R0 - America - Avenet Images / MVD Visual
Review written by and copyright: Eric Cotenas (13th April 2015).
The Film

Seven months after the death of his wife (Sienna Farall) from cancer, office worker Alex (Gary Cairns) has degenerated into a blackout drunk who barely makes it through the work day. One night on his usual stopover at his usual bar, he gets an anonymous text message telling him not to drink. He disregards the warning and gets drunk before heading home. A man in a black hat and trench coat follows him home offering to help him stop drinking but Alex black out. He wakes up the next morning with stiches on his chest, which a hospital nurse tells him he received after a bar fight (she is not surprised he does not have any recollection of it). Despite another text message warning not to drink, he gets black out drunk the next night again and wakes up covered in blood with a crowbar nearby. He then receives an email with video of him murdering a man followed by a call telling him that no one has to die as long as he does not drink (and also warning him that the video will go to the police if he tries to get help). With the aid of a metal detector, he discovers that something has been implanted in his chest. He seeks the counsel of techno wizard Chad (Nick Nicotera) who advises him to go to a hospital despite his tormentor's warnings. When Alex wakes up again from another blackout, he discovers not only video evidence of another killing, but also the body itself. Alex has Chad install motion-activated cameras in his house as well as a tracking app on his phone. He manages not to drink but does fall asleep. Upon waking, Alex is horrified to discover both a visit from the man in the trench coat (Brad Dourif) as well as video of himself making a nocturnal trip and not returning until hours later. When he follows the tracking app's directions to where he went the night before, he finds that the man has "rewarded" him for not drinking with the killing of someone who has caused him grief (while also proving that he is always one step ahead of Alex). Alex flees into the desert and painfully removes the implant (with alcohol acting as disinfectant rather than intoxicant), but he inadvertently plays right into the hands (and secret lab) of his tormentor whose motives for experimentation may not be quite so altruistic.

Although not quite the mind-bender it wants to be, Malignant makes an interesting follow-up to director Brian Avenet-Bradley's earlier genre effort Dark Remains which, while fairly derivative in its scenario, ticked several of the modern "subtle" ghost story clichés with an admirable restraint and genuine chills. It almost seems as though the scenario was conceived by someone who not fresh out of rehab but someone who escaped a "tough love" program at the point where the counselor was still breaking them down. Although our hero does have to regain control of himself, firstly by not drinking in order to remain attentive to his surroundings, our sympathies lay with the hero because we resent such an invasive co-opting of another person's will after having ruled that they are not otherwise useful to society. Cairns is suitably numb without being impassive while Dourif goes for the plays his mad doctor as an unstable egoist, keeping him from turning into a sadist even as some of his actions are motivated by anger at his victims' defiance. The film is less of a cathartic journey towards redemption and more of a suspenseful wait until the victim gets the upper hand. It may ultimately not resonate emotionally in the way it would like, but Malignant remains a well-made and well-acted (particularly by Cairns) DTV thriller. The Last Broadcast co-director Stefan Avalos appears briefly in flashback as the mad doctor's grandfather.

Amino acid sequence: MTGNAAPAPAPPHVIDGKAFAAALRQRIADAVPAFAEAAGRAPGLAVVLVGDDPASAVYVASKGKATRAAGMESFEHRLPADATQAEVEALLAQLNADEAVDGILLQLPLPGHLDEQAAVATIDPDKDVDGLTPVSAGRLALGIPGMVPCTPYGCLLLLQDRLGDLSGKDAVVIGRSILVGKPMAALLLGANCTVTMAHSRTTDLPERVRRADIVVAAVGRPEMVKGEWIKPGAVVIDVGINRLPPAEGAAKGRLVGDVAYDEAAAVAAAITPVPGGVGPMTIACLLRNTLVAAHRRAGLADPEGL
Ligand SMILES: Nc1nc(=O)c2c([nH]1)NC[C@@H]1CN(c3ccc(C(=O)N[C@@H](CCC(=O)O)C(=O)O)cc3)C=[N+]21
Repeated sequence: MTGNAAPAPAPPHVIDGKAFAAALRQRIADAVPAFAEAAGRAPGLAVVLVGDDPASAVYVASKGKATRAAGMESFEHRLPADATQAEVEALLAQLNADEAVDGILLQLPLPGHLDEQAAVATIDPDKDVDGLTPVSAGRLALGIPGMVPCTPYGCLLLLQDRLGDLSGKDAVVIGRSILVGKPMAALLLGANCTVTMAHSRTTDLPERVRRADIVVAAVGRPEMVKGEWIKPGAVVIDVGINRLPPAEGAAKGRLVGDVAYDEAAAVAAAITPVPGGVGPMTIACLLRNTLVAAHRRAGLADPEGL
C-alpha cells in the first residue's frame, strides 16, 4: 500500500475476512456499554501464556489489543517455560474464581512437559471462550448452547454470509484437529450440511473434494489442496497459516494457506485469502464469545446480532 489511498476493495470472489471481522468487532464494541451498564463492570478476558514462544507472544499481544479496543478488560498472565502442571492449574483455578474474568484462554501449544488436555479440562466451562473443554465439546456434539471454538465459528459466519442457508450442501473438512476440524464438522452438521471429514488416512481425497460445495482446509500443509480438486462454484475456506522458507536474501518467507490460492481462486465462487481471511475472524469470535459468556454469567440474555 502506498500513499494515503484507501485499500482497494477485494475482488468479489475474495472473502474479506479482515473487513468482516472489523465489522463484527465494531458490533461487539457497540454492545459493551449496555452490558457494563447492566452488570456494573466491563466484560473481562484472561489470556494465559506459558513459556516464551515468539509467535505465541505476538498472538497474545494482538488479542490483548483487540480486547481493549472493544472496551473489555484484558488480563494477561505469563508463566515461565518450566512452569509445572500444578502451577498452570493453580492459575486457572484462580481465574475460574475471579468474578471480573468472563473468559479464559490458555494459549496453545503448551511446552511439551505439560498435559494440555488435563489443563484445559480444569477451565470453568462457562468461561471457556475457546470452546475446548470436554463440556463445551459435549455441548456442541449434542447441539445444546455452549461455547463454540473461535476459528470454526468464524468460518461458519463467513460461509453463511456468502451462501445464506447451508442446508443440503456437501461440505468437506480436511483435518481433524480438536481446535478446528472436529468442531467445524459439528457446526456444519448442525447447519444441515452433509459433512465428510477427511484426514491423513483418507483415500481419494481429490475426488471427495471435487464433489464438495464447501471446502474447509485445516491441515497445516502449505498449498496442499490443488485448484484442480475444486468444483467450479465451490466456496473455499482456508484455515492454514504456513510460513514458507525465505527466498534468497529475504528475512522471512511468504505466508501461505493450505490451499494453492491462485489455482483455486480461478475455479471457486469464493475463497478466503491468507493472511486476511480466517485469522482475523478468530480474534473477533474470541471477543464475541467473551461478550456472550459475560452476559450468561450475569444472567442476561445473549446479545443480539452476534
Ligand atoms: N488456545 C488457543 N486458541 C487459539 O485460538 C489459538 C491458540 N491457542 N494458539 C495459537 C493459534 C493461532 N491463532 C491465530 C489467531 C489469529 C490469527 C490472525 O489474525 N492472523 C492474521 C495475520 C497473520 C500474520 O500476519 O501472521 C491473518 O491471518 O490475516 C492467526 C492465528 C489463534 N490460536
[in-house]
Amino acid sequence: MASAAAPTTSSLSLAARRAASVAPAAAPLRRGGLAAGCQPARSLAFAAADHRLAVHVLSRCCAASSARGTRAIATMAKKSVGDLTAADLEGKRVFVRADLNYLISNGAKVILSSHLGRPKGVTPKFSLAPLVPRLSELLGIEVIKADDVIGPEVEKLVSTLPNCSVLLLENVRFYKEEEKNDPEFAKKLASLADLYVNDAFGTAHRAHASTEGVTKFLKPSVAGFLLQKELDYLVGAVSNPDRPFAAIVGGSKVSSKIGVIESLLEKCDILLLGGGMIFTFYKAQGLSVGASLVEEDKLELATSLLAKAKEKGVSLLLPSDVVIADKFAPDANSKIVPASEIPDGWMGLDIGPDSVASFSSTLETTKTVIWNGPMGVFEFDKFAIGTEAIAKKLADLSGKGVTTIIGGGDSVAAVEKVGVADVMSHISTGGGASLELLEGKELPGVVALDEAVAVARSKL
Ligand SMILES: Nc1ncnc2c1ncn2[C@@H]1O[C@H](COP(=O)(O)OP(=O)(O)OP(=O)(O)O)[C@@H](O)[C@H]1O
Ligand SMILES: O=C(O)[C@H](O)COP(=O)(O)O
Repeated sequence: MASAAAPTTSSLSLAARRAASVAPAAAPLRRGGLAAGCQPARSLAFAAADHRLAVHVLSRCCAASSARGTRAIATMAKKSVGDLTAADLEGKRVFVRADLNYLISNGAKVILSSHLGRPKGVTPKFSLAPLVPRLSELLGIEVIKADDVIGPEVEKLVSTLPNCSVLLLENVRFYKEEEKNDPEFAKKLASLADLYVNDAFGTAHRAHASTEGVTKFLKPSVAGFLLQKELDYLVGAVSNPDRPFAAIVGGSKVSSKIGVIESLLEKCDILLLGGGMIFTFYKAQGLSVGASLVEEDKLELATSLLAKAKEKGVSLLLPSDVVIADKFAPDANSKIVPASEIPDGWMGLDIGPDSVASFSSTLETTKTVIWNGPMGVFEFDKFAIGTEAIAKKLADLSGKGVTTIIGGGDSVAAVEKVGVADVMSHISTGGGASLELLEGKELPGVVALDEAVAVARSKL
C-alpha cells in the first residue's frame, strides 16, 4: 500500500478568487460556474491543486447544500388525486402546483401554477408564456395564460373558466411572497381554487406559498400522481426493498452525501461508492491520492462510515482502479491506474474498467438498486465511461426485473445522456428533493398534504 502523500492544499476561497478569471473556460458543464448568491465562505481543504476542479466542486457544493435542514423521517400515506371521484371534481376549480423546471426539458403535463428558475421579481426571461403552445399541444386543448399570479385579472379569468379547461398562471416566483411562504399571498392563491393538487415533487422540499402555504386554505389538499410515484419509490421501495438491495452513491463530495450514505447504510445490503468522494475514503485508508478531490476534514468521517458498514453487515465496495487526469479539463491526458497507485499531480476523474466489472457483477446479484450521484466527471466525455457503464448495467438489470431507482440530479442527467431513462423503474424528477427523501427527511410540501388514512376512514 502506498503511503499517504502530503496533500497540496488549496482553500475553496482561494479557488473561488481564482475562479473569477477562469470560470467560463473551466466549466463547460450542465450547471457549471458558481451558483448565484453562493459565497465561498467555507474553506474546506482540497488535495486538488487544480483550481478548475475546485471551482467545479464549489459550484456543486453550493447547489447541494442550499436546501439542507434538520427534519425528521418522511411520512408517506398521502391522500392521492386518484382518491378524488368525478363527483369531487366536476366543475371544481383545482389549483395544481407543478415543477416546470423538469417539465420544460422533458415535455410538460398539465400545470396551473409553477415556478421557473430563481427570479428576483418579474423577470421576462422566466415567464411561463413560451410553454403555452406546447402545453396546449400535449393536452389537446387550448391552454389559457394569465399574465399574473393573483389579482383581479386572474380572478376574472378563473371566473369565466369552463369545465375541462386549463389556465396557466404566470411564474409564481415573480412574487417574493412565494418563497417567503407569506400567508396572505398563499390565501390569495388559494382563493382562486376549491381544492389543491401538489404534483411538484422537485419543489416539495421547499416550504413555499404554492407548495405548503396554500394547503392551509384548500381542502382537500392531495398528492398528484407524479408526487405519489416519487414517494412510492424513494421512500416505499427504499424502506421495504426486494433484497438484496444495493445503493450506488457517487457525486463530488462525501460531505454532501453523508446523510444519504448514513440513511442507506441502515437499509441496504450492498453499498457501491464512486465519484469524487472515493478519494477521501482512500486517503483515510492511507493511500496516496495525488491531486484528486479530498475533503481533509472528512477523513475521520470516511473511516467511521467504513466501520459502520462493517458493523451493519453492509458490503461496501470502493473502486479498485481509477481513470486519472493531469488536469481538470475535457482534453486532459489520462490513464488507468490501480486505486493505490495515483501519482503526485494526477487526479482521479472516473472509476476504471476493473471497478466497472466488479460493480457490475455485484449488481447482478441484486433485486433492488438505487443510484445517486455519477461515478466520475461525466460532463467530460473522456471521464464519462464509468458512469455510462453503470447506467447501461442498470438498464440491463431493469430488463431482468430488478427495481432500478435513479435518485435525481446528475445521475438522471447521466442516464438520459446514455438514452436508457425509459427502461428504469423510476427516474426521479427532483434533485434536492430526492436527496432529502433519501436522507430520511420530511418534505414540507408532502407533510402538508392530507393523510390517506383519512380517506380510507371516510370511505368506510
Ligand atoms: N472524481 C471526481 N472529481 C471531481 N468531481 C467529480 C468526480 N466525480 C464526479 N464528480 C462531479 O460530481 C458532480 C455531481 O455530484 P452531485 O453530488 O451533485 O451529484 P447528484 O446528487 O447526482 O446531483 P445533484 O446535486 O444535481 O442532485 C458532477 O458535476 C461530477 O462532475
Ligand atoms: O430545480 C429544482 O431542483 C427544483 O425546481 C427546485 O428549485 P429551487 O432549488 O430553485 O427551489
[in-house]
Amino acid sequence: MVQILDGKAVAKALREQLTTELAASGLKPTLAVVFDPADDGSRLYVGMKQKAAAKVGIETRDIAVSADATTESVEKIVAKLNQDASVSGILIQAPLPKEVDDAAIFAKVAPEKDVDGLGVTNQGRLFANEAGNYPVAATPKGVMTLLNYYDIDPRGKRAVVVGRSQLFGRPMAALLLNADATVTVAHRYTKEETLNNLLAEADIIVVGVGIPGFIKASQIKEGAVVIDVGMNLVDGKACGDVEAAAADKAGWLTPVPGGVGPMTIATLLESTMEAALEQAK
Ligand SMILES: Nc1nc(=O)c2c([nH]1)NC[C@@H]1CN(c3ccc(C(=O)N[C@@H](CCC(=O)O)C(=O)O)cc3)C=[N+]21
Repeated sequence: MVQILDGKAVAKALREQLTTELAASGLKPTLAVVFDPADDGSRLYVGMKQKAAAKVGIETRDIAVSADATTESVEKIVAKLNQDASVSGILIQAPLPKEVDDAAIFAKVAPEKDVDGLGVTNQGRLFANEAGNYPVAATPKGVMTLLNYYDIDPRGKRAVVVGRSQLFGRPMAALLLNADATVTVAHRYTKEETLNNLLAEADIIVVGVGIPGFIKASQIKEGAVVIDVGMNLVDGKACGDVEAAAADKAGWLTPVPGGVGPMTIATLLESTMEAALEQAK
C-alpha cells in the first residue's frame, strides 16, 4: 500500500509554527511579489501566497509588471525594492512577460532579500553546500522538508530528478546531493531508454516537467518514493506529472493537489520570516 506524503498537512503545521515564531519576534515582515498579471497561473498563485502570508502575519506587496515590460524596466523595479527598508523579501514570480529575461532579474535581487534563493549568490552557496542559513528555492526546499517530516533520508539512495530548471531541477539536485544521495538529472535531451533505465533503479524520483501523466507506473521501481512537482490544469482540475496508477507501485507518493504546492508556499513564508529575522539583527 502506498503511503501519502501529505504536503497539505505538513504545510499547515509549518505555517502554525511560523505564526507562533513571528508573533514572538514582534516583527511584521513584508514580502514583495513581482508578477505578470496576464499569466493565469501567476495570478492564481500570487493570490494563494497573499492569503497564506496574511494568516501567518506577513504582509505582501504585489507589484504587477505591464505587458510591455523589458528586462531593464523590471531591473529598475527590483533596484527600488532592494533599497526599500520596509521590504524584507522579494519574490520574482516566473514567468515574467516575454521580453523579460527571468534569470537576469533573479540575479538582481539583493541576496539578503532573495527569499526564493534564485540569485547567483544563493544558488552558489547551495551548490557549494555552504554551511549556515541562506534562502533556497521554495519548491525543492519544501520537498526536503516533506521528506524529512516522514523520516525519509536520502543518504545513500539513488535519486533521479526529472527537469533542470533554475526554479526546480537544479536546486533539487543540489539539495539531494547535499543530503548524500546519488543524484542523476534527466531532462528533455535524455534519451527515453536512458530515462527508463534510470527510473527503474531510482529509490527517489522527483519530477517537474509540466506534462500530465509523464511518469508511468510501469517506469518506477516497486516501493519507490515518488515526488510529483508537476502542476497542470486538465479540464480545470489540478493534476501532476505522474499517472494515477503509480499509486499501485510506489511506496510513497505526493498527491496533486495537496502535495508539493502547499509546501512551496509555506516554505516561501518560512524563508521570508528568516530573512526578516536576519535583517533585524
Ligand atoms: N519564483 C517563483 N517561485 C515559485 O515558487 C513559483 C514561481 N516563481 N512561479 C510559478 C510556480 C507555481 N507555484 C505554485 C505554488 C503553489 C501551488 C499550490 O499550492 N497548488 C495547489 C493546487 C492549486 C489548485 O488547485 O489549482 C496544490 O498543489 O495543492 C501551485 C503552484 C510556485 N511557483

This digitally-lensed film is given a suitable single-layer SD encode free of distortion during the darker scenes, with good detail in close-ups and in the textures of the desert sequences, and the usual down-scaling edge sharpening.


Audio options include the original 5.1 track which spreads atmospheric sounds and music to the surrounds (opening up a bit more in the desert scenes) and a perfectly serviceable 2.0 stereo downmix. There are no subtitles or captioning options.


In the featurette "Surgery for the Soul" (37:30), writer/director Avenet-Bradley and his cinematographer/producer wife Laurence Avenet-Bradley discuss the origins of the project in his research into lobotomies, electronic implants, and his blackout experience with a particularly potent Zombie cocktail. Also interviewed are actors Cairns (seen getting his head cast) and Dourif (who expresses nervousness on set about possibly hurting his co-star while pretending to perform a lobotomy) and their is also discussion of the merging of practical and visual effects to achieve certain illusions. The only other extra is a trailer (1:15) for the film.


The Film: B Video: A Audio: A Extras: B Overall: B+


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